The Fresh Loaf

News & Information for Amateur Bakers and Artisan Bread Enthusiasts

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tysonmc's picture

Dinner Rolls

Does anyone have a really, really good dinner roll recipe.  I need to make some for a bridal shower. 

Kuret's picture

Suas Scones and new toys!, --Image Heavy--

It is my girlfriends birthday today so I decided to make her a special breakfast! I had eyeballed the butter scones from Advanced Bread and Pastries before but seeing as how they are so rich I didn't want to make them save for a special occasion. Here in sweden a scone is more akin to Soda Bread than the sweetish style scones you get in Britain och America.

I managed to make them up the day before without my girlfriend noticing and refrigerate them overnight so that I could bake them for here first thing in the morning. I think they turned out pretty good, and my girlfriend did like them so I'm set!

Butter scones


I have also finally taken the plunge and aquired a Pullman pan for myself, maybe a 1.5kg loaf of tasty toast bread is too much for a two person family but maybe a 2.5kg loaf of Vollkornbrot might not be enoguh? hmm.. might have to share any attempts at Vollkornbrot with friends or there will be leftovers for ever! Here the pullman pan Is shown beside my regular breadpan.

and here is how a loaf of sourdough sandwich bread turned out, tasty! This is the same bread I have blogged about earlier, with a formula developed by me. Unfortunately the picture is insanely yellow, but that is due to poor lighting when I took the picture.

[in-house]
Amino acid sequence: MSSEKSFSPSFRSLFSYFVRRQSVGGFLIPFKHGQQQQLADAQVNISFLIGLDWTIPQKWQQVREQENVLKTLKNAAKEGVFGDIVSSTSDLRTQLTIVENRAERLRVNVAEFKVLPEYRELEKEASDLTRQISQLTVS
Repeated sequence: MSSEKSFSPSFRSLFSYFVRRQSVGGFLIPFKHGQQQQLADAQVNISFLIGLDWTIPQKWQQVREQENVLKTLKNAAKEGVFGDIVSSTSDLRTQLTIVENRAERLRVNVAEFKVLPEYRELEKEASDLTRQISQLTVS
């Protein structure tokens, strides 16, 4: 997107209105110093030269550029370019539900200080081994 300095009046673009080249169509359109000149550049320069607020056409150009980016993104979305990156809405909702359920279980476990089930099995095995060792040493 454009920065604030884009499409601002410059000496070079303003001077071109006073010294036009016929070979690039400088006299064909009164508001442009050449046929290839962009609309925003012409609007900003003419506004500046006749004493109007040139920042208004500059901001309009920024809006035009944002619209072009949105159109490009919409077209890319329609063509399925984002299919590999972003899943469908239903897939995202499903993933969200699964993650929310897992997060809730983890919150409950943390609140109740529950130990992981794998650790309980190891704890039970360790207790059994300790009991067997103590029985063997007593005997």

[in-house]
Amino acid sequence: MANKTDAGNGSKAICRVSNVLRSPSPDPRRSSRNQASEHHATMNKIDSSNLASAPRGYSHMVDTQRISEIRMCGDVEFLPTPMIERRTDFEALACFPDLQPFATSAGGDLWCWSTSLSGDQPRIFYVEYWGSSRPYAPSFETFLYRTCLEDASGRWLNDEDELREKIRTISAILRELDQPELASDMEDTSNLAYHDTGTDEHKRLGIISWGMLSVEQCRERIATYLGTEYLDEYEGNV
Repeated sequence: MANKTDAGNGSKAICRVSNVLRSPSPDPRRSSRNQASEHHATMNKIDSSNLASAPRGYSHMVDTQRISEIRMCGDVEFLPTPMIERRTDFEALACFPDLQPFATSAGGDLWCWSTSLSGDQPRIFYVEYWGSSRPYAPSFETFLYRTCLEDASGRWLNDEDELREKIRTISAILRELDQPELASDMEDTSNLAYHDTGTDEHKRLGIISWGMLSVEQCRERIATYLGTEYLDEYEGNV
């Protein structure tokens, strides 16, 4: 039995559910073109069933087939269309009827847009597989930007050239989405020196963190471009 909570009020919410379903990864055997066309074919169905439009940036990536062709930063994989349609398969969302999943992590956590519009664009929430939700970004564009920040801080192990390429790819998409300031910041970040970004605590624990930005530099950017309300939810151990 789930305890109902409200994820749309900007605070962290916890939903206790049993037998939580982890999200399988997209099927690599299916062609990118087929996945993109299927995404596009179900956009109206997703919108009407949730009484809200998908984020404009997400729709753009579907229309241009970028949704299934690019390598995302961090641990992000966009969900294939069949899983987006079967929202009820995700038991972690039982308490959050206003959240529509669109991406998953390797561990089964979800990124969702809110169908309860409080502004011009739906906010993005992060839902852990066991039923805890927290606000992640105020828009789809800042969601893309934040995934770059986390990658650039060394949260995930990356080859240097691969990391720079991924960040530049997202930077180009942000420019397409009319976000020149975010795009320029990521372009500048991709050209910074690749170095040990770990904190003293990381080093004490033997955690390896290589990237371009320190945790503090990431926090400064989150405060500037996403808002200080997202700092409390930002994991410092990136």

This is a secret too, but I have also made two mini cheesecakes for tonights dinner wich I am making for my girlfriend, hope that they are tasty..


Floydm's picture

Rainy day

Very wet here this weekend.  Good for rainbows...

and also good for baking!

I made buttermilk cinnamon rolls this afternoon...

and a couple of loaves of my daily bread to eat with a big pot of soup this evening.


Texasbarngirl's picture

Recipe exchange

Looking for Swed who has grandmother's Swedish Limpa recipe. I have a wonderful recipe to share and would love to experiment with another.-Texasbarngirl*

lainey68's picture


Has anyone here used one of these before? I bought one second hand from a lady whose husband only used it a few times. At any rate, I had a lot of problems with it initially. I found it hard to manipulate it. It clogged up every time I put the tiniest bit of grain and shut off. One day I got so tired of it that I got some Dust Off and sprayed the stone grinders. Probably not the best thing to do, but since that time I've ground about 15 lbs of flour.

The problem I'm still having is that it's still not grinding very fine. Also, it apparently came with a jar to catch the flour, but the original owner didn't have it. I have tried to find a jar that would fit, but no such luck. I'm just wondering if anyone else has used this grinder? If so, have you had these same issues?




Plannerjohn's picture

Did the Hearthkit Manufacturer fold?

Does anyone know if the manufacturer of hearthkits is still in business?  Their website has been "under construction" for some time now, and it's not available anywhere except EBAY.